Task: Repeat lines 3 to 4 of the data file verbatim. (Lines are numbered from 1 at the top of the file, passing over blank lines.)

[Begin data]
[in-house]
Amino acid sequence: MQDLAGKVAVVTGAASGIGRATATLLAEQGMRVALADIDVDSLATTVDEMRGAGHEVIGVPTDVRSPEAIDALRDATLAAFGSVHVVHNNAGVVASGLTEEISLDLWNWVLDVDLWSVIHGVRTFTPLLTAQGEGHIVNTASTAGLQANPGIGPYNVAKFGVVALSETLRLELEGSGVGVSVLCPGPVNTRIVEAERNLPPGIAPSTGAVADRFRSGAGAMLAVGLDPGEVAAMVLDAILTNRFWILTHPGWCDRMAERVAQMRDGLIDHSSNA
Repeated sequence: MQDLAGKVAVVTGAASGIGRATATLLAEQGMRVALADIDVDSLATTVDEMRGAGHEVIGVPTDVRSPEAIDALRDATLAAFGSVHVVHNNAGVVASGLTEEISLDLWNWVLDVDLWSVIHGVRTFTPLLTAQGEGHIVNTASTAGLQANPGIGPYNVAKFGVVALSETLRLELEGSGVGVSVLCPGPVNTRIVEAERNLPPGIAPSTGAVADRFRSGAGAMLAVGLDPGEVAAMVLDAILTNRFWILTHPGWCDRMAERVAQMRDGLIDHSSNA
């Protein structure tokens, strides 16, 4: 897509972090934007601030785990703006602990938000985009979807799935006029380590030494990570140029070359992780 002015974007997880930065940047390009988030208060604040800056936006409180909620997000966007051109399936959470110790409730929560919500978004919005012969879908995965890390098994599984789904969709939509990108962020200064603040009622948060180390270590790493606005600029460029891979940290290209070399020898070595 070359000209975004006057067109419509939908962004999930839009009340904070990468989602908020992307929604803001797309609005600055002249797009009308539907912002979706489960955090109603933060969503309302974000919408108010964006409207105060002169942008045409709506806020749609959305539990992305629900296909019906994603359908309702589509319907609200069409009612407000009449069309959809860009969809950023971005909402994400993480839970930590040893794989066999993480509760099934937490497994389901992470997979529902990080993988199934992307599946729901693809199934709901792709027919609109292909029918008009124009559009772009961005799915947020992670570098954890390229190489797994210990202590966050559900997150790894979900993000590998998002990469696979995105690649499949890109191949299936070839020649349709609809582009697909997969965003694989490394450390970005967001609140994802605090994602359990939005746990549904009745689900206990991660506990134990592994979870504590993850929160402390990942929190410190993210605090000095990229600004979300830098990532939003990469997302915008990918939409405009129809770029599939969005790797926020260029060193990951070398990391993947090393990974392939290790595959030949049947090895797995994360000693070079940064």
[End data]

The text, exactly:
Repeated sequence: MQDLAGKVAVVTGAASGIGRATATLLAEQGMRVALADIDVDSLATTVDEMRGAGHEVIGVPTDVRSPEAIDALRDATLAAFGSVHVVHNNAGVVASGLTEEISLDLWNWVLDVDLWSVIHGVRTFTPLLTAQGEGHIVNTASTAGLQANPGIGPYNVAKFGVVALSETLRLELEGSGVGVSVLCPGPVNTRIVEAERNLPPGIAPSTGAVADRFRSGAGAMLAVGLDPGEVAAMVLDAILTNRFWILTHPGWCDRMAERVAQMRDGLIDHSSNA
């Protein structure tokens, strides 16, 4: 897509972090934007601030785990703006602990938000985009979807799935006029380590030494990570140029070359992780 002015974007997880930065940047390009988030208060604040800056936006409180909620997000966007051109399936959470110790409730929560919500978004919005012969879908995965890390098994599984789904969709939509990108962020200064603040009622948060180390270590790493606005600029460029891979940290290209070399020898070595 070359000209975004006057067109419509939908962004999930839009009340904070990468989602908020992307929604803001797309609005600055002249797009009308539907912002979706489960955090109603933060969503309302974000919408108010964006409207105060002169942008045409709506806020749609959305539990992305629900296909019906994603359908309702589509319907609200069409009612407000009449069309959809860009969809950023971005909402994400993480839970930590040893794989066999993480509760099934937490497994389901992470997979529902990080993988199934992307599946729901693809199934709901792709027919609109292909029918008009124009559009772009961005799915947020992670570098954890390229190489797994210990202590966050559900997150790894979900993000590998998002990469696979995105690649499949890109191949299936070839020649349709609809582009697909997969965003694989490394450390970005967001609140994802605090994602359990939005746990549904009745689900206990991660506990134990592994979870504590993850929160402390990942929190410190993210605090000095990229600004979300830098990532939003990469997302915008990918939409405009129809770029599939969005790797926020260029060193990951070398990391993947090393990974392939290790595959030949049947090895797995994360000693070079940064």